Bruce K. Aronow and James MacGregor
SMID-cap stocks, which bridge small- and mid-cap indices, have performed almost as powerfully as small-caps historically, but haven’t been as erratic. The “mid” in SMID is largely why.
The 500 mid-cap companies in the Russell 2500 Index (the most commonly used proxy for the SMID category) make up only 20% of the index’s stocks but 56% of its capitalization. As the display below shows, this subset brings significant improvement in profitability versus the small-cap Russell 2000 Index, while maintaining an earnings growth profile that is only slightly less robust. This fundamentally more resilient and less volatile collection of stocks not only improves the index’s liquidity significantly, but also drives a lot of its performance attractiveness.
Think of these subset companies as the more life-tested members of the small-cap world. They are often as entrepreneurial and niche market–focused as smaller companies, but they are more established and benefit from greater economies of scale. Thus, this cohort is more profitable than its smaller-cap counterparts and, as our research found, enjoys considerably higher returns on investment across most sectors of the economy. Although long-term earnings growth forecasts for the Russell 2500 subset trail those of their smaller peers, they have done a far better job of living up to expectations, as evidenced by their higher reported earnings growth.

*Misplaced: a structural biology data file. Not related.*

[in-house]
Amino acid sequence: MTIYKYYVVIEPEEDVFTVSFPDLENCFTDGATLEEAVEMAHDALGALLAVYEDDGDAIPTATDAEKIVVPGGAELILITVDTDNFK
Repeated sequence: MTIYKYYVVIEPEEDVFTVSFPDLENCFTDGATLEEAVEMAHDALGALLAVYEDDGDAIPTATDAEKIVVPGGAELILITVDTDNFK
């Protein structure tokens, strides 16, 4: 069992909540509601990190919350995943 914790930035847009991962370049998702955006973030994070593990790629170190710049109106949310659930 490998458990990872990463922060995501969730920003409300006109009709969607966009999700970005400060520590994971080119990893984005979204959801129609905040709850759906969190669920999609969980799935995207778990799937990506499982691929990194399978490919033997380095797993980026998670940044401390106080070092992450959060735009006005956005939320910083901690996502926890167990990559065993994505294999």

Yet these subset companies can have very different backstories. They can be early-stage, high-growth stars that have graduated from the crowded ranks of small- and micro-cap businesses. Others may be just starting to harvest the profits from their earlier business investments. Or they may be larger-cap firms that have been demoted to mid-cap status because of a controversy that has raised doubts about their earnings power.
Regardless of where they sit on the style spectrum, smaller-cap companies are under-followed and overlooked generally, creating ample alpha opportunities, especially for investors who take the time to know and understand them. And because SMID-caps are more liquid and less volatile than small-caps, trading in a SMID portfolio is more efficient and less costly, so less performance is lost to portfolio implementation. We’ll share more of our research on this topic in more detail in our next blog post on the SMID alpha potential.
The views expressed herein do not constitute research, investment advice or trade recommendations and do not necessarily represent the views of all AllianceBernstein portfolio- management teams.
Bruce K. Aronow is Team Leader and Portfolio Manager/Analyst—US Small/SMID Cap Growth Equities, and James MacGregor is Chief Investment Officer—Small and Mid-Cap Value Equities at AllianceBernstein